The DWP is back in hot water after the UN slams its ‘total surveillance’

DWP logo and CCTV
Emily Apple

The Department for Work and Pensions (DWP) has been slammed by the UN over its surveillance of benefit claimants. Philip Alston, the UN’s special rapporteur warned that the department is not just spying on those it suspects of fraudulent claims:

It’s not. It will soon affect everyone and leave the society much worse off. Everyone needs to pay attention and insist on decent limits.

Aston emphasised that the current system applies to everyone and that all claimants are:

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screened for potential wrongdoing in a system of total surveillance.

Spying on protesters

As The Canary previously reported, Greater Manchester Police admitted that:

it has a written agreement to share information about disabled people and other activists who take part in protests with the [DWP].

Kevin Blowe, coordinator of the Network for Police Monitoring stated:

This is a really worrying development, that I think is entirely vindictive. The suggestion that anyone who… takes part in protest if they’re disabled is likely to be committing fraud – which is what’s implied by the police getting involved in this – is about trying to make sure that the effectiveness of protest is undermined.

Speaking to the Guardian, Rick Burgess from Manchester Disabled People Against Cuts asserted:

There are people who are not protesting today because they are terrified by what the DWP might know about them. The idea that information the police gather at protests about some of those taking part could be passed to the DWP for welfare fraud investigations is Stasi-like.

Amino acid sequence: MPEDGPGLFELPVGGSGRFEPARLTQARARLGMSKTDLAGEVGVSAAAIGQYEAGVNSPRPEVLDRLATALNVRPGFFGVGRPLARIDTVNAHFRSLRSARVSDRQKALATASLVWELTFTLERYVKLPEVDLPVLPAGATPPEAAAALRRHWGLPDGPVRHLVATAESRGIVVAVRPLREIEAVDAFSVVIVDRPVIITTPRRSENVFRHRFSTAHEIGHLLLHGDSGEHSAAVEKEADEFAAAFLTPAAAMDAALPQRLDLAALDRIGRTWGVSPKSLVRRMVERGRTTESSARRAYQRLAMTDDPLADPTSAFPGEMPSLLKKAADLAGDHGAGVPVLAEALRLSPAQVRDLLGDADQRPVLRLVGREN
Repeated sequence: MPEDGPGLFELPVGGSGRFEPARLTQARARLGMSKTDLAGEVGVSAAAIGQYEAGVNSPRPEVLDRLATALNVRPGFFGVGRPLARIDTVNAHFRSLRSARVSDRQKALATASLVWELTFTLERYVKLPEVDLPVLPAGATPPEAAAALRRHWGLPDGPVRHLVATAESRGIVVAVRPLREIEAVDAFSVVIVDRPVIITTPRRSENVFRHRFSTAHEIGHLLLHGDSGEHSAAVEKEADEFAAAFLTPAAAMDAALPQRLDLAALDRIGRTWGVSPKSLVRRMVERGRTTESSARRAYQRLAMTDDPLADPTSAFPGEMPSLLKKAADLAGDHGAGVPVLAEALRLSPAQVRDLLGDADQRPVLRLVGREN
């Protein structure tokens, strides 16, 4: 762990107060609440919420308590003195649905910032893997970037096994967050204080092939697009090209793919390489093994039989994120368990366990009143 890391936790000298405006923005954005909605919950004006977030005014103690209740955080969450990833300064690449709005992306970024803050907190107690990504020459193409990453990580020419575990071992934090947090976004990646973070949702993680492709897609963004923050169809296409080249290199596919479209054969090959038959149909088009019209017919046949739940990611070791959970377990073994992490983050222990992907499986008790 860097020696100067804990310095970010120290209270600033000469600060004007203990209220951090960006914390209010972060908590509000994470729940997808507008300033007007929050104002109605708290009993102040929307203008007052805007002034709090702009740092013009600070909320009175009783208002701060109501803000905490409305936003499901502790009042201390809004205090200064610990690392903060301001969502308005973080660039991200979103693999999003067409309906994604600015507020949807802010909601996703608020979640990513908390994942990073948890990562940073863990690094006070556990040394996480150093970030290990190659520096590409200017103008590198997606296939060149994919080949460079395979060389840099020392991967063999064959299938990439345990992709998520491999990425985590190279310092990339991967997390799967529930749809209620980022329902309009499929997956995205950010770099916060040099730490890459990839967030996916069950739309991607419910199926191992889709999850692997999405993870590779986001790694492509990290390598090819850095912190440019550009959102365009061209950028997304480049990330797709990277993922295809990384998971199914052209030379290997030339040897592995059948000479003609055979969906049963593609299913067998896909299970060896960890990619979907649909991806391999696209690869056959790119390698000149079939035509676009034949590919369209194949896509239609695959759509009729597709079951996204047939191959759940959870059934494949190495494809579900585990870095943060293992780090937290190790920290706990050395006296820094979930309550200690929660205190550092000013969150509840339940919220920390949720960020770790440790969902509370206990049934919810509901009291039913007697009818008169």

“A human rights emergency”

A 2018 report from Big Brother Watch described the surveillance of claimants as a “human rights emergency”. It set out the “brutal” surveillance regime the DWP operates:

Gym memberships, airport footage, job centres and surveillance video from public buildings are now used to build cases against claimants, with posts from social media used to suggest people are lying about their disabilities.

As Steve Topple previously reported for The Canary, the DWP is colluding with Sainsbury’s to spy on people. As Topple wrote:

The UK has a ‘hostile environment’ where welfare claimants and disabled people live under a cloud of suspicion and unworthiness. It’s this which makes Sainsbury’s colluding with the DWP all the more concerning. If we have reached the point where welfare recipients can’t even do their shopping without fear of being ‘shopped’ to the DWP, then the system is even more broken than we thought.

If in doubt, fudge

A spokesperson for the DWP told the Guardian:

The department does not request referrals from the police and there is no obligation on either the police or members of the public to provide referrals. In the event we receive information from the police, we consider it on its merits.

As is the case with any responsible government department, we stand ready to assist the police in the event they request information from us for the purpose of crime prevention or detection. This service is provided under the Data Protection Act for the purposes of preventing and detecting crime.

However, saying there’s “no obligation” is very different from admitting to arrangements that already exist – especially given Greater Manchester Police’s admission that such an arrangement is in place.

Big Brother is watching

Aston is right; it is vital that we “pay attention”. Those claiming benefits should not face routine surveillance. Disabled people wanting to protest should not be prevented from doing so because of fear of being reported to the DWP.

The reality of the surveillance state is starring us in the face. It’s very real and it needs to be stopped.

Featured image via Wikimedia – UK Government / Pexels/PhotoMIX Ltd

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